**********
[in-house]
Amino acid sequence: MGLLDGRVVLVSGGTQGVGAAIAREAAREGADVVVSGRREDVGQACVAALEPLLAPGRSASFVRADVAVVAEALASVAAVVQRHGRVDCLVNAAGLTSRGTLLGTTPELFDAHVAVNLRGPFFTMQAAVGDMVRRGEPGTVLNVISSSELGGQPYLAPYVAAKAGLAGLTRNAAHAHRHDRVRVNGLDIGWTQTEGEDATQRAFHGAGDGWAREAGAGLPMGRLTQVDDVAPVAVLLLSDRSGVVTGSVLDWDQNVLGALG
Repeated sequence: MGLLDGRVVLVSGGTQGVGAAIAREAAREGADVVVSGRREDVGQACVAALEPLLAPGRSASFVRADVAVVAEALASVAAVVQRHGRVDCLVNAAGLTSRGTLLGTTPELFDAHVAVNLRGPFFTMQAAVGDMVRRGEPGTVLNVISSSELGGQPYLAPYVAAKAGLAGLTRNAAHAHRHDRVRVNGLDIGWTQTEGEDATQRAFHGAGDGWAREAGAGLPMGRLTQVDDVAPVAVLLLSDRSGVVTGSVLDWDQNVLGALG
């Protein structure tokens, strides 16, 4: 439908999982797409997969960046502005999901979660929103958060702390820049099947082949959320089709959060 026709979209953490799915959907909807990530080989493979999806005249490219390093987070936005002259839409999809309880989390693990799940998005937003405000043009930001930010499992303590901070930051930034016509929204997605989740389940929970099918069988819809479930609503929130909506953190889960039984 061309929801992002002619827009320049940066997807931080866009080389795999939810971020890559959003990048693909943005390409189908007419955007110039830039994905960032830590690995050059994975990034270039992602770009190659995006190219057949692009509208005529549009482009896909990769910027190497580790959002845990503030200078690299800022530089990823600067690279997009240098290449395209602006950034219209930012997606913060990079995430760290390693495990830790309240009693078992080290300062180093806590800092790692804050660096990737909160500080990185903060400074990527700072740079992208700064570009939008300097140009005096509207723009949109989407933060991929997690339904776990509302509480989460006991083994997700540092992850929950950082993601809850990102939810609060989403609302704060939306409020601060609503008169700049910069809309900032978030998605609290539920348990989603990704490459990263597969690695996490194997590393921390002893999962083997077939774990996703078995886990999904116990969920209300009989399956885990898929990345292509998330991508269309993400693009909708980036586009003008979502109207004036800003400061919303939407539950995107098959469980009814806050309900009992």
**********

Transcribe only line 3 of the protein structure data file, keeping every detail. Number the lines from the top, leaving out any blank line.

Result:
Repeated sequence: MGLLDGRVVLVSGGTQGVGAAIAREAAREGADVVVSGRREDVGQACVAALEPLLAPGRSASFVRADVAVVAEALASVAAVVQRHGRVDCLVNAAGLTSRGTLLGTTPELFDAHVAVNLRGPFFTMQAAVGDMVRRGEPGTVLNVISSSELGGQPYLAPYVAAKAGLAGLTRNAAHAHRHDRVRVNGLDIGWTQTEGEDATQRAFHGAGDGWAREAGAGLPMGRLTQVDDVAPVAVLLLSDRSGVVTGSVLDWDQNVLGALG